The Grateful Dead rose to greatness under the inspired leadership of guitarist Jerry Garcia, but the band very nearly died along with him due to conflicting agendas, strained relationships, and catastrophic business decisions. Joining guest host Richard Syrett, music journalist Joel Selvin offered a behind-the-scenes account of the ebbs and flows that occurred during the years after Garcia's death, detailing the final and mostly unknown chapter of the band's history.
Garcia became the reluctant leader of a global empire, as the Dead rose in popularity to become the top-grossing rock band during early 1990s, and it took its toll on his health, Selvin explained. "He was a mess... I think that being the leader of the Grateful Dead had become a real burden to him," he said, noting Garcia gained weight and started taking drugs again during this period. According to Selvin, Garcia's death in 1995 came as a profound shock to the other band members, who only related to each other through him. Some members, such as Bob Weir, refused to play Dead songs in concert after Garcia died, he added. Other things fell apart too, as the band became leaderless, the members were grief stricken, and there was no strategy in place for the loss of a key member, Selvin reported.
Infighting between Garcia's widow Deborah Koons led to a buy out of her share of the band, the group laid off half its employees, and issued a press release they were no longer the Grateful Dead, he continued. Selvin called founding member Phil Lesh and his wife ruthless in their lust for power over the band's post-Garcia legacy, pointing out how these ambitions were in stark contrast to the original Grateful Dead ethos. Selvin also revealed how the band never really identified with their fans. "They [didn't] look at their audience as like people that they would relate to or their kind of associates... they looked down on Deadheads," he said.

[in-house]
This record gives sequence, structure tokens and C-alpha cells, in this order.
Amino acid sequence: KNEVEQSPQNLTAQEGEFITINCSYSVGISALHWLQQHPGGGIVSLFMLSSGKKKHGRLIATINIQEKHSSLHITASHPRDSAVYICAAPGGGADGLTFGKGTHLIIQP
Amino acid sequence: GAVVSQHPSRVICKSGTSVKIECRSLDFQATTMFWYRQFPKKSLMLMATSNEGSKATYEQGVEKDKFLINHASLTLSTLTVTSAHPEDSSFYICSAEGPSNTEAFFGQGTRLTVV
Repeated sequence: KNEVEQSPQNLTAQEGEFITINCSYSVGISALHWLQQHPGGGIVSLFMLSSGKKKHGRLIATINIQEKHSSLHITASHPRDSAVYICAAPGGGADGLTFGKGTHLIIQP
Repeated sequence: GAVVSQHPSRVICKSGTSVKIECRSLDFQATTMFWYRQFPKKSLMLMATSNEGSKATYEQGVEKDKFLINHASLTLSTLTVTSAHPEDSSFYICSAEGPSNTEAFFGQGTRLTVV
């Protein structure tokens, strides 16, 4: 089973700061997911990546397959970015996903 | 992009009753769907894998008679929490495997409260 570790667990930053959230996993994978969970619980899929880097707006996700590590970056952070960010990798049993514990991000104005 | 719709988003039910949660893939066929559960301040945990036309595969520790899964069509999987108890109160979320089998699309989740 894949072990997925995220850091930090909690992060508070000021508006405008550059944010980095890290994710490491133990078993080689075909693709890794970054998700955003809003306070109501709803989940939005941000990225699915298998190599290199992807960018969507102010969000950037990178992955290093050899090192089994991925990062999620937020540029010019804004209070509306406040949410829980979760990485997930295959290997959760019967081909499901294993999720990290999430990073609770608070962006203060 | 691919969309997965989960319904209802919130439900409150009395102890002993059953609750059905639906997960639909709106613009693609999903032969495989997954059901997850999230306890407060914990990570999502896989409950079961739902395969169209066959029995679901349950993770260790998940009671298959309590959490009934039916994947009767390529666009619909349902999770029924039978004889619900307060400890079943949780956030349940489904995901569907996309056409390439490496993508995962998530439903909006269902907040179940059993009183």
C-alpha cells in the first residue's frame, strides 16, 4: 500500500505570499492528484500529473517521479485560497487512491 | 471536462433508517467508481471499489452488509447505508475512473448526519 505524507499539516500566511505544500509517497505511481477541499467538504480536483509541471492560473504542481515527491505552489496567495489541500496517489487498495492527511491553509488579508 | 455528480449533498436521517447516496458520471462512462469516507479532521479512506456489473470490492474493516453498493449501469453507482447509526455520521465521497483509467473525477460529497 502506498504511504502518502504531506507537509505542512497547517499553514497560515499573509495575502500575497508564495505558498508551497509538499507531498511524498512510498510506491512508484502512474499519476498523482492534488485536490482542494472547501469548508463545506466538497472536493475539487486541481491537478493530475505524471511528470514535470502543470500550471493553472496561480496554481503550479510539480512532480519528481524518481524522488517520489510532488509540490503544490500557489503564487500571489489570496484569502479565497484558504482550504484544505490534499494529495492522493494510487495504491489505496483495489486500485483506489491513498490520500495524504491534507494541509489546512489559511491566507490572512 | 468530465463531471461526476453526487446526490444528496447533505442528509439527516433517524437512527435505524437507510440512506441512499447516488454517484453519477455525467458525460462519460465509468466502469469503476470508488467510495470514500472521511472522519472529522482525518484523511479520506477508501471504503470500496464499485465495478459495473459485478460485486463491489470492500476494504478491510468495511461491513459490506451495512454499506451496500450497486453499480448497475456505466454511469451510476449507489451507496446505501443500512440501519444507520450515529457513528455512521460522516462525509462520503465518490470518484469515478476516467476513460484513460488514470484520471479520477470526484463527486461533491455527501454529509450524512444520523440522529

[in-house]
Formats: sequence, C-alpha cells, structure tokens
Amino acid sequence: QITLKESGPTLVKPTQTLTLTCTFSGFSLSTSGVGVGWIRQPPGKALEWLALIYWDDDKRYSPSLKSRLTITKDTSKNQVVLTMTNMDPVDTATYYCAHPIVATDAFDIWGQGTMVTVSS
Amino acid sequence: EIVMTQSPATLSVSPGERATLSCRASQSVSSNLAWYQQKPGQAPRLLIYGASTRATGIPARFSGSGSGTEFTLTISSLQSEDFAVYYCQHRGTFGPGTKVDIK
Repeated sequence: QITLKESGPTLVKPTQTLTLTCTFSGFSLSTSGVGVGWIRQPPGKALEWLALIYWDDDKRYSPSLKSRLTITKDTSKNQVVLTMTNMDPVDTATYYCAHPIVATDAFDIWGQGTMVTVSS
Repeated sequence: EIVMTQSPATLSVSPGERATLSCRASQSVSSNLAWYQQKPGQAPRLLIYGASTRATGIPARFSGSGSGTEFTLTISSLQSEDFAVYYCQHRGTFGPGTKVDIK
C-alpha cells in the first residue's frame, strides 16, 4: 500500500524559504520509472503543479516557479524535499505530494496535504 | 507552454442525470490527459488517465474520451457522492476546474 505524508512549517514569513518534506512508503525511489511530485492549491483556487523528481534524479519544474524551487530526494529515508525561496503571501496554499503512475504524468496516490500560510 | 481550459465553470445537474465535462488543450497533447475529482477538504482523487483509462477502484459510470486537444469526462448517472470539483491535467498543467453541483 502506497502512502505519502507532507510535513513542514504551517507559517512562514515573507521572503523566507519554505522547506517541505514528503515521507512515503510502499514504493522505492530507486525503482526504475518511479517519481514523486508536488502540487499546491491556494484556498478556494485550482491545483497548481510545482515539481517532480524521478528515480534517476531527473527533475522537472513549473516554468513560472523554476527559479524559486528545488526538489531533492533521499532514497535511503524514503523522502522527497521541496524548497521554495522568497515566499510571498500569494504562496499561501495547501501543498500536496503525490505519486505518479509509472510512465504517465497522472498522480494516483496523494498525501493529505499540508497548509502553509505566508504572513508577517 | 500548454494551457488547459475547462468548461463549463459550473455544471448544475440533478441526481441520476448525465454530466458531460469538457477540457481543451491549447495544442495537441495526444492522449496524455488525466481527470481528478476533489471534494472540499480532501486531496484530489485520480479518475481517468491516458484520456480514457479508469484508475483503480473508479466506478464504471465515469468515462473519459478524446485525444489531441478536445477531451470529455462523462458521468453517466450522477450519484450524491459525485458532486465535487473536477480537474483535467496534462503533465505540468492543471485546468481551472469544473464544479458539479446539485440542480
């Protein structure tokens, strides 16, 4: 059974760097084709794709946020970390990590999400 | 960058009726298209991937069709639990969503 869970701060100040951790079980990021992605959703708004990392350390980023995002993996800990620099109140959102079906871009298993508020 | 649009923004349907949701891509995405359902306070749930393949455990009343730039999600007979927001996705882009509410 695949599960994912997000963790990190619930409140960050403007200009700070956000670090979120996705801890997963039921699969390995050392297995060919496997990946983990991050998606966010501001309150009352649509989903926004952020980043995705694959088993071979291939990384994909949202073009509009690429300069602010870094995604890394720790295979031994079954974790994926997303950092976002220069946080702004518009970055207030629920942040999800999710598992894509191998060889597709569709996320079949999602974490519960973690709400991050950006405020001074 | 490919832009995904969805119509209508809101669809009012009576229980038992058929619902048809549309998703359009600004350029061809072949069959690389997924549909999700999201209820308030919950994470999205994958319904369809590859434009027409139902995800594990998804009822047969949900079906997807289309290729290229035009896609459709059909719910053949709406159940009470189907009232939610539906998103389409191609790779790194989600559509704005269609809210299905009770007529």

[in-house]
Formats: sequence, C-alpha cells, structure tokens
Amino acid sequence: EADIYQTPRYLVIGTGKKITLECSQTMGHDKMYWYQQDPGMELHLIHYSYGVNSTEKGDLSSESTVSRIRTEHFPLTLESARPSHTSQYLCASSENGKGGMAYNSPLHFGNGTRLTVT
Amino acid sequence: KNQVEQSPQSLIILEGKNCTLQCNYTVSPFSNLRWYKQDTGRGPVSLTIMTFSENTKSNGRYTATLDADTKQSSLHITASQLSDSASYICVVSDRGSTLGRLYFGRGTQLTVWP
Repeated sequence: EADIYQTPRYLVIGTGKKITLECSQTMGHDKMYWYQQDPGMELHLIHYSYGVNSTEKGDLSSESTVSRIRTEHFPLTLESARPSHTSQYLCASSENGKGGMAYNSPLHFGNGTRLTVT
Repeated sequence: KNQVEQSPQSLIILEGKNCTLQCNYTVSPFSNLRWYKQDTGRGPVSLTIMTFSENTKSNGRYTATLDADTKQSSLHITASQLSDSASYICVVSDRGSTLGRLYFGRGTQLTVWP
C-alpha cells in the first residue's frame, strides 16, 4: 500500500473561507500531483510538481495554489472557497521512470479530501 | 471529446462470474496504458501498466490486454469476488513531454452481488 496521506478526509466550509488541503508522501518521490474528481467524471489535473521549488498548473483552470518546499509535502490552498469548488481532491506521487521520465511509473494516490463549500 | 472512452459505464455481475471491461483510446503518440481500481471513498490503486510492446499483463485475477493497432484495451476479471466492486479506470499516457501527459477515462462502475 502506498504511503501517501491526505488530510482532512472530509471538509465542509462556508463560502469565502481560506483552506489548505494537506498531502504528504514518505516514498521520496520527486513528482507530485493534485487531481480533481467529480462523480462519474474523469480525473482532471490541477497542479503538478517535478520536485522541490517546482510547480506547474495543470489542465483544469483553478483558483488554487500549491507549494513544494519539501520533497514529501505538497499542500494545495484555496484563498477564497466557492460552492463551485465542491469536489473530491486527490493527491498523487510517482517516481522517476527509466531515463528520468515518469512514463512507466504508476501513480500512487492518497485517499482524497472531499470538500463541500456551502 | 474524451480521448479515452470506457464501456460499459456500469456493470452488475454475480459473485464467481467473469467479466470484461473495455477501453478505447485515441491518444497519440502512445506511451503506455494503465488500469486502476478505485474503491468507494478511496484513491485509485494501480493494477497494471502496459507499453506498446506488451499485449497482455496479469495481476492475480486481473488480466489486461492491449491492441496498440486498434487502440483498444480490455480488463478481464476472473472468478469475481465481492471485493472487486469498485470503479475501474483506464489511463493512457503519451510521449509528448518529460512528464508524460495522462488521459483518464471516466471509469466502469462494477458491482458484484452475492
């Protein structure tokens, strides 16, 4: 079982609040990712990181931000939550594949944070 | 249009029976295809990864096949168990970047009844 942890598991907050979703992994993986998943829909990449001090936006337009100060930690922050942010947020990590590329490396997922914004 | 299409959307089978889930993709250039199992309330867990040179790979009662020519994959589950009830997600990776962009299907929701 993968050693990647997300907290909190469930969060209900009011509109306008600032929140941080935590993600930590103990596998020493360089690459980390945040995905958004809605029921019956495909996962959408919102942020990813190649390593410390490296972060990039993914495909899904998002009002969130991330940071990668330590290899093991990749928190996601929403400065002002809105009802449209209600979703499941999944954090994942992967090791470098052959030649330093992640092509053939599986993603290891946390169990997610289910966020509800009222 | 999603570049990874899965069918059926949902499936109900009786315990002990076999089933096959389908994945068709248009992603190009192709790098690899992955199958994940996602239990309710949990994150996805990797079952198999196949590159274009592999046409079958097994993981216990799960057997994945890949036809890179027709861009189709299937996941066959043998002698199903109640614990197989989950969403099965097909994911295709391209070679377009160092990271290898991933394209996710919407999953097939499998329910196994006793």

Open Lines followed in the latter half of the program with a focus on rock-related stories. Mark in Sacramento related an account told to him by The Who bassist John Entwistle about how the band settled a disagreement with Jimi Hendrix at the 1967 Monterey International Pop Music Festival. The Who's Pete Townshend had been arguing with Hendrix about who would go on first, as neither artist wanted to follow the other. "It came to blows and Jimi actually clocked Pete a good one and punched him and knocked him down, and that's how the argument was settled," Mark revealed.
John from Williams, Iowa told Richard about his own brush with musical greatness as he attends a Bible study led by Kerry Livgren, founding member of progressive rock group Kansas. "He's really at peace and he loves his wife, and he's normal... and he's still making music," John said, noting how life seems to have worked out for Livgren. Michael in Virginia Beach encouraged listeners to catch Beatles tribute band 1964 live in concert. "The power, the excitement, the attraction of those four men is just beyond description," he proclaimed.
News segment guest: Tim Binnall